Queen of Tides: Once a route to riches and empire, the sea is now lapping at the future of Venice and other maritime cities
When I emerged for breakfast in my Venice hotel, a stylish establishment with fine furnishings and carpets, and a garden courtyard, there was a stench. Salt, sewage and seaweed had combined in a thick, rising miasma. The beautiful, ornate staircase led down to chaos. A round-faced, dark-haired boy aged about 10 stood at the top of the stairs, staring with some excitement down into the mess. He was a fellow guest and when he saw me about to descend, he pronounced solemnly: ‘Breakfast’s been cancelled. The kitchen’s flooded.’ Food deliveries had been disrupted, cooking was impossible, voices were raised.
Water had risen up from the foundations. The cobbled streets of Venice had become shallow canals. The same street-sellers who were flogging bags and trinkets yesterday were touting thigh-length plastic boots today. Outside the door of the hotel, people were ploughing through water up to their calves, tourists were stumbling towards their travel deadlines with suitcases above their heads, and in the Piazza San Marco they were up to their waists in seawater. Youngsters could swim under the campanile.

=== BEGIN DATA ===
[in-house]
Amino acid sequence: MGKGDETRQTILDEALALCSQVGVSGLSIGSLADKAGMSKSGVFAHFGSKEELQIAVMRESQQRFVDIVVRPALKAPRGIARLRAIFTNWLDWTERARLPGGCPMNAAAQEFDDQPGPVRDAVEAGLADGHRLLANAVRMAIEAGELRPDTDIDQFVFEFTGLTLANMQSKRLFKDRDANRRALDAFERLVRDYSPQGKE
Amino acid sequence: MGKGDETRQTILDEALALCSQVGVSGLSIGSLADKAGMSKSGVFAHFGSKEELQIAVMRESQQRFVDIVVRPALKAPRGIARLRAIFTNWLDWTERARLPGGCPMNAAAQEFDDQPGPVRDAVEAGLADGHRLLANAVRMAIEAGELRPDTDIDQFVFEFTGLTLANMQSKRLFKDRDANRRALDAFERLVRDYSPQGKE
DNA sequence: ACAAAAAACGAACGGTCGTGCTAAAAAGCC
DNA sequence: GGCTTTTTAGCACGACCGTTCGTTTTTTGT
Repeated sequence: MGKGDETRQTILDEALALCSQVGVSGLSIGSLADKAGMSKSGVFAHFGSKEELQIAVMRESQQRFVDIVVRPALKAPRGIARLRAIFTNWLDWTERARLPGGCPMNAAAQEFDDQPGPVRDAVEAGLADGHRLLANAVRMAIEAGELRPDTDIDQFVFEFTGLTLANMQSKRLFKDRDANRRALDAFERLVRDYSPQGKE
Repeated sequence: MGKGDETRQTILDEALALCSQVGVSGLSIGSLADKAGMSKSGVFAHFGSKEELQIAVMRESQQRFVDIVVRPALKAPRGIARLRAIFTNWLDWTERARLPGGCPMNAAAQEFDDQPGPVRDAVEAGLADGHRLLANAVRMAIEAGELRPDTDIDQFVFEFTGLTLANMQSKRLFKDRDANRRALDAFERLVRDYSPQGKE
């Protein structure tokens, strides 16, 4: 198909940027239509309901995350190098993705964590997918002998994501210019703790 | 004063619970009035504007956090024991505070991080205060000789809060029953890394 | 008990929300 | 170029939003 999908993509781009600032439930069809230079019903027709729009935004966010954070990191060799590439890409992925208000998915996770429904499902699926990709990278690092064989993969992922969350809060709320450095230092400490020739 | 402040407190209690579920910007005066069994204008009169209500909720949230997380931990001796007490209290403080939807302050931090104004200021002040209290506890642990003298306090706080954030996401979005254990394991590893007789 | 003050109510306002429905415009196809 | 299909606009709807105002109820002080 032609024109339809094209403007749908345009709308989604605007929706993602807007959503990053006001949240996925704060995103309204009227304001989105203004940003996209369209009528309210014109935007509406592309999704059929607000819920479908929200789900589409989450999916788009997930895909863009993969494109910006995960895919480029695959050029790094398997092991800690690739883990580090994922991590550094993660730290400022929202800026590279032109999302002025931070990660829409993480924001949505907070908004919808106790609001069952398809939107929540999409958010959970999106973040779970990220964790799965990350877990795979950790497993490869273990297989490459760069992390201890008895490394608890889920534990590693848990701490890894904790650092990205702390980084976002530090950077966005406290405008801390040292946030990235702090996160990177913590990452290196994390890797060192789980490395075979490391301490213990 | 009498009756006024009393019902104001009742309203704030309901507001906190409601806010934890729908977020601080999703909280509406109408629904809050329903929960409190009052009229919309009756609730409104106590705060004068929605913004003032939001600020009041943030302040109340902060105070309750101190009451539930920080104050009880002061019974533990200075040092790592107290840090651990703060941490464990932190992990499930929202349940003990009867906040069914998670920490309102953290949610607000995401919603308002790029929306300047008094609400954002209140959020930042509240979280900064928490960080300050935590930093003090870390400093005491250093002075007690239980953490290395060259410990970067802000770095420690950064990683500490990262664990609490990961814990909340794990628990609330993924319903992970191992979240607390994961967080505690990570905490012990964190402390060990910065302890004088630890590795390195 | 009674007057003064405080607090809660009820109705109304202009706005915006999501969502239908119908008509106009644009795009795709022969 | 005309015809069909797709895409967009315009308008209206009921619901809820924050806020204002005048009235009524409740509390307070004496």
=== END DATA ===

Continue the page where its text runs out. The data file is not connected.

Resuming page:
Even on days of normal tides, the Basilica di San Marco looks like a coral-encrusted jewellery box hauled up from the depths, a Neptune’s Palace cast in the corner of the square. The sea washed through it this day in an attempt to reclaim it, leaving the beautiful floor tiles glistening with its longing.
Venice is wedded to the Adriatic and the lagoon is its bridal bed. A thousand years ago, the Doge Pietro Orseolo II took his triumphant naval fleet to the sea entrance at the Lido and ceremoniously threw a diamond ring into the water, thus marrying his city to the Adriatic and securing Venice’s dominion over its waters and trade routes. Hundreds of rings are now somewhere in the mud and at least one was found inside a fish. The Bride of the Adriatic is built on the remnants of the Brenta river delta. She rests on mud, clay, stone and a forest of chestnut logs, and is protected from the sea by sand bars and sea walls. High tides have always threatened and enlivened the city and its lagoon.